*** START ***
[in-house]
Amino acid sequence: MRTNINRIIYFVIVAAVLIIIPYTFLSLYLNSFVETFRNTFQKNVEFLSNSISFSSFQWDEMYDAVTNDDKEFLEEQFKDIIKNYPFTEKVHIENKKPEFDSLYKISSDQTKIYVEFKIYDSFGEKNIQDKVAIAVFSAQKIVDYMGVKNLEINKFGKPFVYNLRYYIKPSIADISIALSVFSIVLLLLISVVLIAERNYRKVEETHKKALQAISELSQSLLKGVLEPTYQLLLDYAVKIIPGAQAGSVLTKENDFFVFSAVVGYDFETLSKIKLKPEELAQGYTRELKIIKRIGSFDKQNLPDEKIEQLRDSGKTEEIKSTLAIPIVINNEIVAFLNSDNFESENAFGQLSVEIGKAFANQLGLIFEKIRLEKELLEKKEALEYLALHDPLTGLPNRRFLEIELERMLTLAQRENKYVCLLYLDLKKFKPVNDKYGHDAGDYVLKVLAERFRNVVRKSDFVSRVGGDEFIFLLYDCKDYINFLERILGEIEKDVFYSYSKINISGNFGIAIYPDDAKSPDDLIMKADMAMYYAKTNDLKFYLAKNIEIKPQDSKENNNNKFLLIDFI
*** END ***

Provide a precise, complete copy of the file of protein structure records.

[in-house]
Amino acid sequence: MRTNINRIIYFVIVAAVLIIIPYTFLSLYLNSFVETFRNTFQKNVEFLSNSISFSSFQWDEMYDAVTNDDKEFLEEQFKDIIKNYPFTEKVHIENKKPEFDSLYKISSDQTKIYVEFKIYDSFGEKNIQDKVAIAVFSAQKIVDYMGVKNLEINKFGKPFVYNLRYYIKPSIADISIALSVFSIVLLLLISVVLIAERNYRKVEETHKKALQAISELSQSLLKGVLEPTYQLLLDYAVKIIPGAQAGSVLTKENDFFVFSAVVGYDFETLSKIKLKPEELAQGYTRELKIIKRIGSFDKQNLPDEKIEQLRDSGKTEEIKSTLAIPIVINNEIVAFLNSDNFESENAFGQLSVEIGKAFANQLGLIFEKIRLEKELLEKKEALEYLALHDPLTGLPNRRFLEIELERMLTLAQRENKYVCLLYLDLKKFKPVNDKYGHDAGDYVLKVLAERFRNVVRKSDFVSRVGGDEFIFLLYDCKDYINFLERILGEIEKDVFYSYSKINISGNFGIAIYPDDAKSPDDLIMKADMAMYYAKTNDLKFYLAKNIEIKPQDSKENNNNKFLLIDFI